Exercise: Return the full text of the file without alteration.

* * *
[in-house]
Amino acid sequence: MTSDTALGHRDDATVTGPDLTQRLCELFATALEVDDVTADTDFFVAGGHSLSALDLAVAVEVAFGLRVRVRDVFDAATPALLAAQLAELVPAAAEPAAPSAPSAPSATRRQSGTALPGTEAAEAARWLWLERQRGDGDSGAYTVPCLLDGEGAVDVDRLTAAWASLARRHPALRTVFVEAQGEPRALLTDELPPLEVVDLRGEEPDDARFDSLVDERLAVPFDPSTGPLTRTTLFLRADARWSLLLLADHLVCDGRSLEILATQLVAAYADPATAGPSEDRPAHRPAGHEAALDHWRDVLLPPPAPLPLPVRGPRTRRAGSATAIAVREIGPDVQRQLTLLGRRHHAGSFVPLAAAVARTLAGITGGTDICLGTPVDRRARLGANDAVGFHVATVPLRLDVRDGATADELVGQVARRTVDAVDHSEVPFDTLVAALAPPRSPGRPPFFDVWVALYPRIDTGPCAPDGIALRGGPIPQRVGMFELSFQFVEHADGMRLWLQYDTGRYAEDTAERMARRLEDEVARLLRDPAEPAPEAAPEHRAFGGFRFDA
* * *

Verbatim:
[in-house]
Amino acid sequence: MTSDTALGHRDDATVTGPDLTQRLCELFATALEVDDVTADTDFFVAGGHSLSALDLAVAVEVAFGLRVRVRDVFDAATPALLAAQLAELVPAAAEPAAPSAPSAPSATRRQSGTALPGTEAAEAARWLWLERQRGDGDSGAYTVPCLLDGEGAVDVDRLTAAWASLARRHPALRTVFVEAQGEPRALLTDELPPLEVVDLRGEEPDDARFDSLVDERLAVPFDPSTGPLTRTTLFLRADARWSLLLLADHLVCDGRSLEILATQLVAAYADPATAGPSEDRPAHRPAGHEAALDHWRDVLLPPPAPLPLPVRGPRTRRAGSATAIAVREIGPDVQRQLTLLGRRHHAGSFVPLAAAVARTLAGITGGTDICLGTPVDRRARLGANDAVGFHVATVPLRLDVRDGATADELVGQVARRTVDAVDHSEVPFDTLVAALAPPRSPGRPPFFDVWVALYPRIDTGPCAPDGIALRGGPIPQRVGMFELSFQFVEHADGMRLWLQYDTGRYAEDTAERMARRLEDEVARLLRDPAEPAPEAAPEHRAFGGFRFDA